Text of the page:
Baseball: National Pastime?

Simpson students take in an Iowa Cubs game as part of Deano Pape’s SC 101 class titled “Baseball: National Pastime?”

Simpson College freshmen must take a Simpson Colloquium class their first semester, and one of the popular courses this year is being offered by Multimedia Communication instructor Deano Pape. 

The name — Baseball: National Pastime? 

Originally, the course was going to be part of the exercise science program. Then last spring, the original instructor, Jon Nachtigal, accepted a position at Georgia Tech.

Pape, who is also assistant director of speech and debate, took over the course. 

The original plan for the class was to analyze the strategies and history of baseball. Pape decided to take a different approach, choosing to focus the course in a more rhetorical angle.  

Students are trying to answer, is baseball still America’s favorite pastime? 

Simpson Colloquium classes are designed to help freshmen build writing skills. 

“Baseball is just topic matter in order for students to learn how to write, argue, and think critically” Pape said. 

When Pape took over and changed the course focus, students received the opportunity to change to another SC101 section, but none of the 20 dropped it.

 “We changed the course description and sent it to all the students, indicating more clearly it was going to be a rhetorical analysis of it,” Pape said. 

Students are watching films and writing papers to help them answer the question in the course’s title. The class just watched the movie “Moneyball” and wrote papers about how advanced analytics affect baseball. 

“You could take the position that advanced analytics have hurt baseball. You could argue that they have taken away from the human side of baseball. There’s all those different arguments to make,” Pape said.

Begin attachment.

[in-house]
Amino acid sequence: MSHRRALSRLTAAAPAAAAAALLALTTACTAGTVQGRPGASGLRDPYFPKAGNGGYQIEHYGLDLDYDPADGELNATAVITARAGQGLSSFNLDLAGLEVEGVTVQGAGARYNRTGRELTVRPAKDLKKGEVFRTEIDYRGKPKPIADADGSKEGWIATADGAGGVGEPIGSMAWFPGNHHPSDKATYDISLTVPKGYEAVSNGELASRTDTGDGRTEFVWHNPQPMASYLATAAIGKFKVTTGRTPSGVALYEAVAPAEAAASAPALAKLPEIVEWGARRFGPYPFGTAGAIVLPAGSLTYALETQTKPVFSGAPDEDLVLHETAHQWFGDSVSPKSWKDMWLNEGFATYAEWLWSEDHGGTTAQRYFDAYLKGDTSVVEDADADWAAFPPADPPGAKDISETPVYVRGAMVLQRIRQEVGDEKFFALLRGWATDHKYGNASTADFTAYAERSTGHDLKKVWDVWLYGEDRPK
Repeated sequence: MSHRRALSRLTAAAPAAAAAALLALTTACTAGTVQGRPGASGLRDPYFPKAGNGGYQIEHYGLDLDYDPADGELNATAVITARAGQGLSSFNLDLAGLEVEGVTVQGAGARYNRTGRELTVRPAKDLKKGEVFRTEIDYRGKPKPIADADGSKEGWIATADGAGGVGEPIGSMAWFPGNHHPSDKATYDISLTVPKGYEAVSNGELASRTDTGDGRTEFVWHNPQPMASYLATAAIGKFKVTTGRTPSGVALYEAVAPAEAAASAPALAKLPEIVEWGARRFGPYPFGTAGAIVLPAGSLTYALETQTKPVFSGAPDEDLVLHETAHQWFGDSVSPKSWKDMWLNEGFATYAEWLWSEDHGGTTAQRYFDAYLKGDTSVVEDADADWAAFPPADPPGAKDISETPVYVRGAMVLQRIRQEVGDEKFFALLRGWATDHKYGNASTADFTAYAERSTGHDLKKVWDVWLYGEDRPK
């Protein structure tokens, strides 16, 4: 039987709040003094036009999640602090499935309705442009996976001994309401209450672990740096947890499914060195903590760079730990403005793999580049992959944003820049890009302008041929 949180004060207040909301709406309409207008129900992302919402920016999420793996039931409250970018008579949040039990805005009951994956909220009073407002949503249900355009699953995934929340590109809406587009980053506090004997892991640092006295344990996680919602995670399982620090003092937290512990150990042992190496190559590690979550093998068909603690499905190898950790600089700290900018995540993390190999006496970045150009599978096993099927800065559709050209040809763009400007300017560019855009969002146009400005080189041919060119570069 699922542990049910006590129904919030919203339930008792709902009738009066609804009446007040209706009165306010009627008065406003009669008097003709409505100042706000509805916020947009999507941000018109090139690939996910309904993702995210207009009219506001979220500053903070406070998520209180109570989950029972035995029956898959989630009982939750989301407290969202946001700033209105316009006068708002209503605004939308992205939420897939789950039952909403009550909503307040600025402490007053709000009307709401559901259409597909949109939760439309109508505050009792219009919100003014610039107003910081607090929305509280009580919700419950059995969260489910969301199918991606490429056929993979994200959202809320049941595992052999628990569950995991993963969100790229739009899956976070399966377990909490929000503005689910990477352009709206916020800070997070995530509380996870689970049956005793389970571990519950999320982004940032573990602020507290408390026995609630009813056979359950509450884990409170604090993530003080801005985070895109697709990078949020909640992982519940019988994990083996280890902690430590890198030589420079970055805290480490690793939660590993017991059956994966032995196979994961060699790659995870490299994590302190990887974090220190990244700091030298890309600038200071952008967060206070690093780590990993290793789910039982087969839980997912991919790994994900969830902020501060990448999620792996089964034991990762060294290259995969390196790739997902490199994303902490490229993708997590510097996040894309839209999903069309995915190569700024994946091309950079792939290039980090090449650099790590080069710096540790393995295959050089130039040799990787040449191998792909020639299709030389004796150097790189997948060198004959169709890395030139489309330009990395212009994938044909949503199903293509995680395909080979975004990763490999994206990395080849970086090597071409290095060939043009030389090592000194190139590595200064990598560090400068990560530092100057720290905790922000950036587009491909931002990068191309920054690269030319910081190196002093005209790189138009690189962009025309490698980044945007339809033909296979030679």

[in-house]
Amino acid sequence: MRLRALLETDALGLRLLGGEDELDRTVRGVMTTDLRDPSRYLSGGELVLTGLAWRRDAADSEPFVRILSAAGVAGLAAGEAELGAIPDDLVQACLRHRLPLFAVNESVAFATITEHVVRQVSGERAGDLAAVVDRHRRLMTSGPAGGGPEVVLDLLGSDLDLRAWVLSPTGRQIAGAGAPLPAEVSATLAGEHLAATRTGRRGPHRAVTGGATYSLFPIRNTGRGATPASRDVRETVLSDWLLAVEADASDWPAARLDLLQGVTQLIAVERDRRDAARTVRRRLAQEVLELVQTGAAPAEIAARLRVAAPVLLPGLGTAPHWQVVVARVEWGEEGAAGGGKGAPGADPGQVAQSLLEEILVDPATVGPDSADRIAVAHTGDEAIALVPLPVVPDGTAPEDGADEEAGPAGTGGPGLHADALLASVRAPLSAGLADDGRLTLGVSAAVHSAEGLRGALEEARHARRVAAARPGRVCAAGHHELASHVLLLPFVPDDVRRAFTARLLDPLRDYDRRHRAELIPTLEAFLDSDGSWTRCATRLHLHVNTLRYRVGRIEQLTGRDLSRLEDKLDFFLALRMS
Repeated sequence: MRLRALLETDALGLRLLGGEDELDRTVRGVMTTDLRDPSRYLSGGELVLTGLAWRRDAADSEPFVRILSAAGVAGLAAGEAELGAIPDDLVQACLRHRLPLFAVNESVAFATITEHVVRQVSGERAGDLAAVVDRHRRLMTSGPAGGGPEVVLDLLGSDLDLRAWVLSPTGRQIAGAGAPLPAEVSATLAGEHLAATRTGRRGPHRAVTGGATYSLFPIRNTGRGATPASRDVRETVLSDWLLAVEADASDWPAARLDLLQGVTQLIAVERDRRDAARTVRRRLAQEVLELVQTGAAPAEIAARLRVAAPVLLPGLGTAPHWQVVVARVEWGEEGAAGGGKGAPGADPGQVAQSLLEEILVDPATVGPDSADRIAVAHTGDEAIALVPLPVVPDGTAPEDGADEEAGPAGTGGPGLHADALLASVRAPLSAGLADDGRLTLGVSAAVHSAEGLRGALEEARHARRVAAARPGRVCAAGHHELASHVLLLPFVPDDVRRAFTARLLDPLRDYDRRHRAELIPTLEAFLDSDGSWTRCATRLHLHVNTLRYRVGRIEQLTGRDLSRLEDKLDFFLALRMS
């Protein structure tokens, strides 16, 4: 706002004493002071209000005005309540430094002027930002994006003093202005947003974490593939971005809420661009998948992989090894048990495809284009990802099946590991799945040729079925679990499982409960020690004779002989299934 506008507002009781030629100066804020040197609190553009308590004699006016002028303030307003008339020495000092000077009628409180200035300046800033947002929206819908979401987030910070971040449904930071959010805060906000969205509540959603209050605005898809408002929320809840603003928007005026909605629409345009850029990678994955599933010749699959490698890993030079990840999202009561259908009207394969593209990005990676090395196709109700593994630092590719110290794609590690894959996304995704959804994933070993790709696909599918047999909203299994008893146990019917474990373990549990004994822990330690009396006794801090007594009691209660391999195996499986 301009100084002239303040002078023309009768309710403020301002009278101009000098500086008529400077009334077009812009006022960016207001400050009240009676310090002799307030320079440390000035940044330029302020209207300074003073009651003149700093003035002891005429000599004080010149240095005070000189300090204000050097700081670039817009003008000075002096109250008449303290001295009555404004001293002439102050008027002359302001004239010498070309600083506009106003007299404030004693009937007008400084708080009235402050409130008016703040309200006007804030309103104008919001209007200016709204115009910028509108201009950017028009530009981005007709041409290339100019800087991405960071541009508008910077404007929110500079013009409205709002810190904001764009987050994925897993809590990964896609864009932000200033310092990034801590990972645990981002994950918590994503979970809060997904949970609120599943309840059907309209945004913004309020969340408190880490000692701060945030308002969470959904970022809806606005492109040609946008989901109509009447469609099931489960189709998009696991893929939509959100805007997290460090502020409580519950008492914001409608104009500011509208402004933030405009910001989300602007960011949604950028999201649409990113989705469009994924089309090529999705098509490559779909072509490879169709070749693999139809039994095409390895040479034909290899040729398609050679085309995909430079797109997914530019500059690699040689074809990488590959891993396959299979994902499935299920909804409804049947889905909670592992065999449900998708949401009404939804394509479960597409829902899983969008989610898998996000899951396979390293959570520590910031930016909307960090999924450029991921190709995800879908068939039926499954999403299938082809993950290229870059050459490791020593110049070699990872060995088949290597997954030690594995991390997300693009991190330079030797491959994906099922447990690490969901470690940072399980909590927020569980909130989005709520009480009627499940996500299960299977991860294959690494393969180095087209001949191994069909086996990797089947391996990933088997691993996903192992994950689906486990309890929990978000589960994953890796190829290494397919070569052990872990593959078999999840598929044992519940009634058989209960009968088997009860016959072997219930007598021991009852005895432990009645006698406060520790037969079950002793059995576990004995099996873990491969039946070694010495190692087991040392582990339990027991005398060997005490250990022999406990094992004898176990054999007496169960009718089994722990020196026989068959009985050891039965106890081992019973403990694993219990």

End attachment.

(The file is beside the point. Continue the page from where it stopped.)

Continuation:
The students will watch and analyze another movie of their choosing and will make a presentation on that movie. Soon, students will write a paper summarizing the research of other baseball scholars. 

“The ultimate aim of that paper is to answer is baseball still America’s favorite pastime,” Pape said. 

First-year student Haleigh Hittle, who is enrolled in the course, said she enjoys most of the course. 

 “For the most part I like it,” Hittle said.  “All the paper writing I don’t like, though.” The final exam for the course will be a 15-page paper. 

Hittle is majoring in sports communications and she said the course will help her pursuing her major. 

“I feel like this is a good steppingstone to help me learn how I can connect ideas,” Hittle said. She added that the movie analyses are connecting the movies to the question they are trying to answer. 

Colloquium classes help first-year students meet new people and help them adjust to college life. The students often do social activities outside of class in a more relaxed setting. 

For instance, over Labor Day weekend, the class went to an Iowa Cubs game in Des Moines. The tickets were paid for and the students were given Cubbie bucks to spend at the stadium. Parking was also covered for the people that drove. 

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